To compare the biological and ultrastructural properties of a commercially available decellularized and dehydrated human amniotic membrane (DDHAM) product with cryopreserved human amniotic membrane (CHAM) and to demonstrate the feasibility of DDHAM transplant in a case of chronic ocular surface disease.
Histologic examination, immunohistochemical examination for extracellular matrix molecules and growth factors, transmission and scanning electron microscopy, and atomic force microscopy were performed on both DDHAM and CHAM specimens. A DDHAM transplant was performed in a patient with chronic bullous keratopathy and ocular surface instability.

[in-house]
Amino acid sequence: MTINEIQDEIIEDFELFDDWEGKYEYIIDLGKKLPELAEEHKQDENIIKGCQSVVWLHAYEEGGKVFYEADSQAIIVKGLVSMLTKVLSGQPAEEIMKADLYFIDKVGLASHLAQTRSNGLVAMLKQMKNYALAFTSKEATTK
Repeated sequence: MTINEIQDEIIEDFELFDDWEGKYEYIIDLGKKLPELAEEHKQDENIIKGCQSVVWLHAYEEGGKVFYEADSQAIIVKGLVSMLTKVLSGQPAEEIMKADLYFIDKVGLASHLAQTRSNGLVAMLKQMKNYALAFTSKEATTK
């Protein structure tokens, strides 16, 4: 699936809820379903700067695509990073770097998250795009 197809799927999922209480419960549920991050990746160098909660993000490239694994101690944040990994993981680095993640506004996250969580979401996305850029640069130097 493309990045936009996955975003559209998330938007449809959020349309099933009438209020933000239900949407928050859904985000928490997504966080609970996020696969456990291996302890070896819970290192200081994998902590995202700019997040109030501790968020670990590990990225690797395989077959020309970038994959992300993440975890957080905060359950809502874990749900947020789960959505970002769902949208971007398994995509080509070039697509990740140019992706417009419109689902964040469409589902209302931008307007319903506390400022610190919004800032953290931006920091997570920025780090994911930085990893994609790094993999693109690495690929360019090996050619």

Histologic examination and transmission electron microscopy revealed the disruption of the trilaminar structure of the basement membrane compared with CHAM, and immunohistochemical examination confirmed the loss of collagen IV and VII, laminin, and fibronectin in DDHAM. Lower levels of several growth factors were also seen in DDHAM compared with CHAM. Clinical transplant of DDHAM was, however, successful, with rapid reepithelialization.
Significant differences in composition and ultrastructure exist between DDHAM and CHAM but do not appear to compromise cell survival in vivo.
The ease of storage and handling of DDHAM make it potentially valuable in ocular surface surgery, but its biological properties have not been well characterized, and there are also few data on its clinical application.